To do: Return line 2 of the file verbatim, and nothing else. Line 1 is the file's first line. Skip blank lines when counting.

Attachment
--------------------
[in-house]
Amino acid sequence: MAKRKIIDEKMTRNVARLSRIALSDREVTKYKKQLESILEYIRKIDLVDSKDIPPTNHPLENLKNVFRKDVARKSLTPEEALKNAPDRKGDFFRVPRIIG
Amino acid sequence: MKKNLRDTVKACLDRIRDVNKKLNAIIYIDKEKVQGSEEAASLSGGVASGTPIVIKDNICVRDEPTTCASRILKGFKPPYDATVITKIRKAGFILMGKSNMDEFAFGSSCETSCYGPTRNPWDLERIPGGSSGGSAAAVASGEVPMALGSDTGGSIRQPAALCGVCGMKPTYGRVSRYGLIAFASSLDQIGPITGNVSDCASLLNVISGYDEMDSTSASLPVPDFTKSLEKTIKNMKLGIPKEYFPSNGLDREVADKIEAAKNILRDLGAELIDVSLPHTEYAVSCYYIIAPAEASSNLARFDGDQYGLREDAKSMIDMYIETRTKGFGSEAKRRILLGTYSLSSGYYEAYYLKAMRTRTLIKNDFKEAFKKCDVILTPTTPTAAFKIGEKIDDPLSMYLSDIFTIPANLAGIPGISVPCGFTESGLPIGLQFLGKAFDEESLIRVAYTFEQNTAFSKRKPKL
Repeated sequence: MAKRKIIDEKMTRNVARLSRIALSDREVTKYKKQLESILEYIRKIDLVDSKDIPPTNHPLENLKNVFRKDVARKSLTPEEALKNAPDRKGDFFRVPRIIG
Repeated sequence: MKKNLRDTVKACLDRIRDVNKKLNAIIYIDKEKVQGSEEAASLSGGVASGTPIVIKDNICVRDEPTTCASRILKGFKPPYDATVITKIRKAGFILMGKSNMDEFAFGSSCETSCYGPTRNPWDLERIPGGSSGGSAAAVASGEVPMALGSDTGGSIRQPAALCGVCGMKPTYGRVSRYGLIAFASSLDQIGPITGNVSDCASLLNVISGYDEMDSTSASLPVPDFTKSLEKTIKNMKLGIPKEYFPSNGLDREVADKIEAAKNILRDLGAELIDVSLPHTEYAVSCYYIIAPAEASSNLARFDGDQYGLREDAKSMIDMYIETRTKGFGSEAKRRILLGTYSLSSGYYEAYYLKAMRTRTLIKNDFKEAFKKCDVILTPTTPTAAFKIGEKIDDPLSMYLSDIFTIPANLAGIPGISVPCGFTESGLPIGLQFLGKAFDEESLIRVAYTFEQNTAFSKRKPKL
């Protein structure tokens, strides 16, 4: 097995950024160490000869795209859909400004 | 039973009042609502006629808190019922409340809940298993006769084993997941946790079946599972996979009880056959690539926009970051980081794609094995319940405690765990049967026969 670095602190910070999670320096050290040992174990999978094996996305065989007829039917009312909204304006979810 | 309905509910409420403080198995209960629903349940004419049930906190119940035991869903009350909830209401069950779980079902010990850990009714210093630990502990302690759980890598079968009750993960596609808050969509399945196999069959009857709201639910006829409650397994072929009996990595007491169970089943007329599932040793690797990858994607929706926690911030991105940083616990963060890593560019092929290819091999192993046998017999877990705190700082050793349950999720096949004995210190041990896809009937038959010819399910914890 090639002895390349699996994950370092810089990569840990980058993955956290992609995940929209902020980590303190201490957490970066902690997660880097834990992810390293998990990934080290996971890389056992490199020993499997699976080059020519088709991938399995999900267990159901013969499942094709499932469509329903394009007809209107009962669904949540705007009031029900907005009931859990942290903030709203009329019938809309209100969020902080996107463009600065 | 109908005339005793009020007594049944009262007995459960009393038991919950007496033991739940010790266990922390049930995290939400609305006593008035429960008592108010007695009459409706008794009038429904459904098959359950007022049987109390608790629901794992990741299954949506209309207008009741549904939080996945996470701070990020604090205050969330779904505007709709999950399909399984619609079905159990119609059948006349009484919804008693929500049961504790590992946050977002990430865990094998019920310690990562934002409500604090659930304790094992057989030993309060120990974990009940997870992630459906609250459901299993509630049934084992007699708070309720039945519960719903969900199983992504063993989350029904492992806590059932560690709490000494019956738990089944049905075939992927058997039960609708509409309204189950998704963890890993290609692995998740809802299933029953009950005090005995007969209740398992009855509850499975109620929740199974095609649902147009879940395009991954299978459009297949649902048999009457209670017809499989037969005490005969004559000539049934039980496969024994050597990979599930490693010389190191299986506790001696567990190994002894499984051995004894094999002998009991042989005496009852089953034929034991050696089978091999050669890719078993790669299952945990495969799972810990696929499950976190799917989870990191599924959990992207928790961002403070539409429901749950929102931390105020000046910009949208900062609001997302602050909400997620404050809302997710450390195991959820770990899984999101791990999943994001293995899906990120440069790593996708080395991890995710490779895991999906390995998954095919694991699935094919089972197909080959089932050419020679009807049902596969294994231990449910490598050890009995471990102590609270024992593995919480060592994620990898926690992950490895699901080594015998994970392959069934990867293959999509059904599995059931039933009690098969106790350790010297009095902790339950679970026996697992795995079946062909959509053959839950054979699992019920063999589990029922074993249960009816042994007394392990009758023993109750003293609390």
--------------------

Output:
Amino acid sequence: MAKRKIIDEKMTRNVARLSRIALSDREVTKYKKQLESILEYIRKIDLVDSKDIPPTNHPLENLKNVFRKDVARKSLTPEEALKNAPDRKGDFFRVPRIIG